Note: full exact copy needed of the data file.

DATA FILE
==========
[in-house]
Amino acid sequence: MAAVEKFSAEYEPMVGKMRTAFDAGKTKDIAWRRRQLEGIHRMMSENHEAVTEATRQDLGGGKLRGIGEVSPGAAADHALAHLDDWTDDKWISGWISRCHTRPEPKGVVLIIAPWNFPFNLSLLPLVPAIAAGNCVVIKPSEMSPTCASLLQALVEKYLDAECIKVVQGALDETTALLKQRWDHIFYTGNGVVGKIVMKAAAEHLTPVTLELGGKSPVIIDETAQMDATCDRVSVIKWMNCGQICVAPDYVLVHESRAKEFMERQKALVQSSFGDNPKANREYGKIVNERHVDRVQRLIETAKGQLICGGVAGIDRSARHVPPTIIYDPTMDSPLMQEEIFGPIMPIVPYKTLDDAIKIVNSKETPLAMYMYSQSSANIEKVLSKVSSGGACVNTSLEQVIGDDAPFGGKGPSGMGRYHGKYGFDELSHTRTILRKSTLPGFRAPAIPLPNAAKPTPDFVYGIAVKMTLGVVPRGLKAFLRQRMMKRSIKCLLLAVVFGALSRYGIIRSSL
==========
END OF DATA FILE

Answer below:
[in-house]
Amino acid sequence: MAAVEKFSAEYEPMVGKMRTAFDAGKTKDIAWRRRQLEGIHRMMSENHEAVTEATRQDLGGGKLRGIGEVSPGAAADHALAHLDDWTDDKWISGWISRCHTRPEPKGVVLIIAPWNFPFNLSLLPLVPAIAAGNCVVIKPSEMSPTCASLLQALVEKYLDAECIKVVQGALDETTALLKQRWDHIFYTGNGVVGKIVMKAAAEHLTPVTLELGGKSPVIIDETAQMDATCDRVSVIKWMNCGQICVAPDYVLVHESRAKEFMERQKALVQSSFGDNPKANREYGKIVNERHVDRVQRLIETAKGQLICGGVAGIDRSARHVPPTIIYDPTMDSPLMQEEIFGPIMPIVPYKTLDDAIKIVNSKETPLAMYMYSQSSANIEKVLSKVSSGGACVNTSLEQVIGDDAPFGGKGPSGMGRYHGKYGFDELSHTRTILRKSTLPGFRAPAIPLPNAAKPTPDFVYGIAVKMTLGVVPRGLKAFLRQRMMKRSIKCLLLAVVFGALSRYGIIRSSL